2&3 Pricing pressure due to competition, loss of demand and possible recession

There is a significant risk of lower demand in China. I quote a recent seekingalpha article for this risk. Here is the link for your perusal

China answers for 46% of the world's crude steel production. That is more than the European Union, plus the U.S., plus C.I.S. (former U.R.S.S.) plus Japan all put together (source: World Steel Association). China's production is also 5.8 times higher than in the U.S.


This is a grave danger indeed. But China produces 44% of the steel supply, so it only imports the leftover 2%. Furthermore, if at all anyone is going to survive this crisis, I think MT is the one. ArcelorMittal’s geographical diversification greatly reduces its revenue risk. MT produces over 90 million metric tons of steel (figure: Dec 31, 2011) and has revenue and operations in more than 20 countries spanned over 4 continents. Steel sales in America and Europe, each contribute to one-third of its revenue. In comparison, it sales revenue from countries in Asia, Africa and Commonwealth of Independent States (AACIS division) for 2011 is $10.7 billion up 10% from $9.7 billion in 2010. This is only 11.3% of the total $94 billion sales in 2011. In the years to come, I believe that MT’s AACIS division will be significant growth driver. Particularly in India MT has already started its initial phases to construct plants in Jharkhand and Karnataka.

ArcelorMittal (MT) may beat South Korea’s Posco to become the first overseas steelmaker to build a plant in India, with Karnataka state authorities set to hand over land for the $6.3 billion project in the next six months.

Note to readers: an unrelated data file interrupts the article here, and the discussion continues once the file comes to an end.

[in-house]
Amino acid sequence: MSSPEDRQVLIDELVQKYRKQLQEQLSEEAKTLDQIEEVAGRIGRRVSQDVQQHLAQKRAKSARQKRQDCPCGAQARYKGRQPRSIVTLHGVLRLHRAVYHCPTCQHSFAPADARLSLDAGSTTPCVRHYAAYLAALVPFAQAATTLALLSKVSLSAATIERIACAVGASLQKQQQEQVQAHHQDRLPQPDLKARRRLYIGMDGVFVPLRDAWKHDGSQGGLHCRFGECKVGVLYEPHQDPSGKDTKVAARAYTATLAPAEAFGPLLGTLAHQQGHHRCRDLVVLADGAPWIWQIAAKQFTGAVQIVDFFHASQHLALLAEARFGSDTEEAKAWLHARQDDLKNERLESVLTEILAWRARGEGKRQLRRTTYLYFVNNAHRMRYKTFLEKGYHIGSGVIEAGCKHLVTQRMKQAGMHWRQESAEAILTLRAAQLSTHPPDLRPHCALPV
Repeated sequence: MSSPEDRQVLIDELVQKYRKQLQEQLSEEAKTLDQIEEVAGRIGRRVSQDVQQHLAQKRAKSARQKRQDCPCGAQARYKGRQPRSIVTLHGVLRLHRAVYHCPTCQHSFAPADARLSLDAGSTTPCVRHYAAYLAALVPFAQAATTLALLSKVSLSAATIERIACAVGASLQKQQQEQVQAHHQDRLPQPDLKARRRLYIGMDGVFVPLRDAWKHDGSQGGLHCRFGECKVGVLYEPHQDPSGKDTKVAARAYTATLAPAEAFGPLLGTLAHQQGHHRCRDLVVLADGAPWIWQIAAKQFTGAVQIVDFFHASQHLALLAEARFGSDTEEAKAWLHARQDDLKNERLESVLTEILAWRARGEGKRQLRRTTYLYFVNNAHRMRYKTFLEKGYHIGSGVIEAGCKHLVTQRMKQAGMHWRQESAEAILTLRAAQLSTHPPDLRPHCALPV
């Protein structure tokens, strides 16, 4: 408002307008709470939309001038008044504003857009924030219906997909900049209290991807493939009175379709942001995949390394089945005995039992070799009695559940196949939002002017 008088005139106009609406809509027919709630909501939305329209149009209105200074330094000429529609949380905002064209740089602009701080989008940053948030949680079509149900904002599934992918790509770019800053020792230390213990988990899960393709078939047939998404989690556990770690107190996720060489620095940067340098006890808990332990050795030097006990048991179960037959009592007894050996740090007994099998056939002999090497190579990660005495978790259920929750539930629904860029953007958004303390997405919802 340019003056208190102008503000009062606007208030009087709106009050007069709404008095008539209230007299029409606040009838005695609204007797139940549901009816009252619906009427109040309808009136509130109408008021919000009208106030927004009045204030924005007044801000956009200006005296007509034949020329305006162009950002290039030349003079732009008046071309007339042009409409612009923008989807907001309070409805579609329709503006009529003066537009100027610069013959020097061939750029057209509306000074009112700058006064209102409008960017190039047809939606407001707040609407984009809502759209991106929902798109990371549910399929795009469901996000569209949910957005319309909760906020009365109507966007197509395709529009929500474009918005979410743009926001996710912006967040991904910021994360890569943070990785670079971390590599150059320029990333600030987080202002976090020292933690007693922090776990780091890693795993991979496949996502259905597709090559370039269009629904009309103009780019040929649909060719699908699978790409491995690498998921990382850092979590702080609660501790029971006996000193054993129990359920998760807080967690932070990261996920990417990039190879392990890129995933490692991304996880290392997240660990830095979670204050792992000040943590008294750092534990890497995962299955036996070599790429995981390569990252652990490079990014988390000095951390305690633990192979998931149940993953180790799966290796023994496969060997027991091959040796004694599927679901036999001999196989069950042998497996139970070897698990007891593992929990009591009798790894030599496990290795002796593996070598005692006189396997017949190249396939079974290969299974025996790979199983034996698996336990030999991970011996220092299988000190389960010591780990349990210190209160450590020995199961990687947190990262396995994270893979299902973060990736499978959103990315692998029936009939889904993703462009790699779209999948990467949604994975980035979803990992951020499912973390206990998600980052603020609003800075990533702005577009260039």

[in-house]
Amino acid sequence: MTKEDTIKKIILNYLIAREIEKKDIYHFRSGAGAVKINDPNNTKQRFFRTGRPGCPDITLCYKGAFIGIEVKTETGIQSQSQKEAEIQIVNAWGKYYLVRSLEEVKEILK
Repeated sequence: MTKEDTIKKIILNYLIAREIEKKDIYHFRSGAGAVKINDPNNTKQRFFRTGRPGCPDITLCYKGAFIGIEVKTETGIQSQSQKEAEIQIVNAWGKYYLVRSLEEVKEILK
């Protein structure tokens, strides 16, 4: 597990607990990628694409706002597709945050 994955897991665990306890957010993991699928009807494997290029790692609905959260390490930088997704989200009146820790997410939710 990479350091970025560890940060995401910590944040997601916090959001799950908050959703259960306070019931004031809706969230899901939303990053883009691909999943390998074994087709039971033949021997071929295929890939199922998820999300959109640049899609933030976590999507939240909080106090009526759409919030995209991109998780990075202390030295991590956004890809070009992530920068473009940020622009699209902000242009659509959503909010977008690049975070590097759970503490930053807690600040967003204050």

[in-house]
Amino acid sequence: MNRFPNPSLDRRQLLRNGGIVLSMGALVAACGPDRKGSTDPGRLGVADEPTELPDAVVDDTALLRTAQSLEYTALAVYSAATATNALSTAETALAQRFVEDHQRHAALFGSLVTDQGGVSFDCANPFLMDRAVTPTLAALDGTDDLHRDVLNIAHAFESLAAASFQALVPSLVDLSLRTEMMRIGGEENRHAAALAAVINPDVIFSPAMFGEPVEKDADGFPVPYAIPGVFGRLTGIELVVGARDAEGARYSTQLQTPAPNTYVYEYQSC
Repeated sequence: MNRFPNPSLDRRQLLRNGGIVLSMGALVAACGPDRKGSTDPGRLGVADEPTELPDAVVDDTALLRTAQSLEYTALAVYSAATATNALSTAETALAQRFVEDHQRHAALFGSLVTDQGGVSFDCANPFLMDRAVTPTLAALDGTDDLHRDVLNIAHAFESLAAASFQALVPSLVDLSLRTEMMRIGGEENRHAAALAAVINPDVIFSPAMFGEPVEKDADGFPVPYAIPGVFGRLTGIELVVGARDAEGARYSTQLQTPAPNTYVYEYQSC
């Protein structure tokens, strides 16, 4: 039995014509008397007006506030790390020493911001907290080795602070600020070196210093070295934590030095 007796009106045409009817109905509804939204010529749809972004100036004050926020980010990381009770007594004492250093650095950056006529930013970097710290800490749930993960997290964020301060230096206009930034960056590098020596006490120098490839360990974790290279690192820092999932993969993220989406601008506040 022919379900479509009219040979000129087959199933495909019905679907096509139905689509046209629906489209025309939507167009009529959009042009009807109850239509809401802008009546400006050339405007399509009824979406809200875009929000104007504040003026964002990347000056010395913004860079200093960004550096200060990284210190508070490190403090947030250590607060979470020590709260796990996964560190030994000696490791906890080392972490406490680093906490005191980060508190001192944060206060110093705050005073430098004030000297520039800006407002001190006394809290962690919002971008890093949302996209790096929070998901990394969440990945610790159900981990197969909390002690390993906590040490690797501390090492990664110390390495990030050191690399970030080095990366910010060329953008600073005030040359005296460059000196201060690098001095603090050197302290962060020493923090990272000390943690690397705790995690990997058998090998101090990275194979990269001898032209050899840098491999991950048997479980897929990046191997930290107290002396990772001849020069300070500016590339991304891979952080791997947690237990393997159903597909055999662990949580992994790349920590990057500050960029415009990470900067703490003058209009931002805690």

Also interesting are its ongoing projects in China.

4 & 5 European default

This very likely will put the world economy in a tail-spin and beginning of another recession. To survive the recession we have to dig deeper and look at the balance sheet of some of the competitors of ArcelorMittal.

TickerDebt/Equity
MT40%
NUE53%
PKX39%
X87%
TX24%
GGB67%


Although not the best, MT’s debt/equity is in line with its competitors. Furthermore, the large tangible book value is definite plus. MT also owns several assets at different locations in the world and hence will be in a better position to survive the crisis than most others.

6 Labor discontent

ArcelorMittal has already closed two blast furances in Belgium (link to reuters article). It has shut down 9 of its 25 blast furnaces. The company understands (and has stated) that in this uncertain times and a global recession looming, the company cannot afford producing steel as a money loosing proposition. Although unfortunate for the workers, this is a right decision as to keep running the furnaces to produce steel will drag down the margins and decrease profitability.

Bottom line